Um, yum. Oh wait, I didn’t just say that out loud? The new cover of Vanity Fair boasts a gorgeous Annie Leibovitz photo of Tiger Woods wearing nothing but a knit cap—and a very un-golf one at that. Since Tiger has spent the past month and half doing everything in his power to not be photographed, it shouldn’t be too surprising that the photo was shot pre-Tigergate. I know I will be picking up a copy, especially since the cover story is written by Buzz Bizzinger, the writer behind “Friday Night Lights.” Will you? Keep reading »
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I found this photograph after clicking on a VanityFair.com link that read: “Click here to see a slide show of Brigitte Lacombe’s portraits of Meryl Streep.” So, you get a series of photographs that Lacombe has taken of Streep over the years. The first one was taken in 1979. The most recent one is the one you see here and was taken in October. The package comes as part of an online-only teaser for a cover story on Streep, which graces the January issue of the magazine. As Streep states in the piece, she’s experiencing a rare thing for women over 40 in Hollywood: a major comeback. “It’s incredible,” Streep crows proudly. “I’m 60, and I’m playing the romantic lead in romantic comedies!” So, what do they do with her? Why, they airbrush her to death, of course. After the jump, compare the Vanity Fair Streep with the real one, sans Photoshop. Keep reading »
Meryl Streep, Vanity Fair‘s cover girl for December and the star of “It’s Complicated” with Alec Baldwin and Steve Martin, is a “new box-office queen.” VF reports that her 2008 musical, “Mamma Mia!,” grossed $601 million worldwide, 2008′s “The Devil Wears Prada” grossed $324 million, and this year’s “Julie & Julia” has already grossed $121 million. At 60, Streep is practically dead in actress years. Could it be that Hollywood starlets don’t need to be under 30 to be commercially viable? Keep reading »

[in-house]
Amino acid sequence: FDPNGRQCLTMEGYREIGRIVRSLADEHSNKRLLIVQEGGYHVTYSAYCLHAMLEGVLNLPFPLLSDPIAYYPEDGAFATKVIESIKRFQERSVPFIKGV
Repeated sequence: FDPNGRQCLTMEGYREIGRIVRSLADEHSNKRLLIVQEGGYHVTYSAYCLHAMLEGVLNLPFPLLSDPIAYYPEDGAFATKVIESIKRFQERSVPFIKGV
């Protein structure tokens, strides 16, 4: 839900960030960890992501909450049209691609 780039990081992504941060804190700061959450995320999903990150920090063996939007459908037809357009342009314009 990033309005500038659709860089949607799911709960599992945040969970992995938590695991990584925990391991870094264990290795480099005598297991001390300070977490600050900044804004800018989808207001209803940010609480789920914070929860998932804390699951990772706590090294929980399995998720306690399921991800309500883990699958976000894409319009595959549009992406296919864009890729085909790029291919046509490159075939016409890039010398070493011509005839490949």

The December issue of Vanity Fair contains a pretty shocking article called “A Crime Of Shadows.” The piece is about a convicted sex offender named “J” who was coaxed by Pennsylvania detective Michele Deery into meeting for sex in a parking lot. While this is not a crime, Deery had posed in a chat room as “Heather,” a mother with two kids and she made it very clear to J that she wanted her young children—who she said were ages 8 and 11—to be involved. Deery and J had quite a lot of nasty back-and-forth before their meeting, where a bunch of cops, not a mother and her two kids, showed up and slapped J with a slew of charges, landing him time in prison. But what about his side of the story? That’s what this piece focuses on. Keep reading »
- Robert Pattinson denies rumors that he and Kristen Stewart are dating in the December issue of Vanity Fair. Also in the story, he says he thinks he resembles a cartoon character and that one of his legs is longer than the other. [Vanity Fair] — This could be the first time the Tiger Beat crowd will rush to purchase a copy of Vanity Fair.
- Lindsay Lohan and Gerard Butler reportedly got cozy in Morocco on Sunday night, locking lips on the dance floor and then leaving together. [NY Daily News] — If this is true, Gerard is totally taking advantage of Lindsay, who still seems to be getting over Sam Ronson.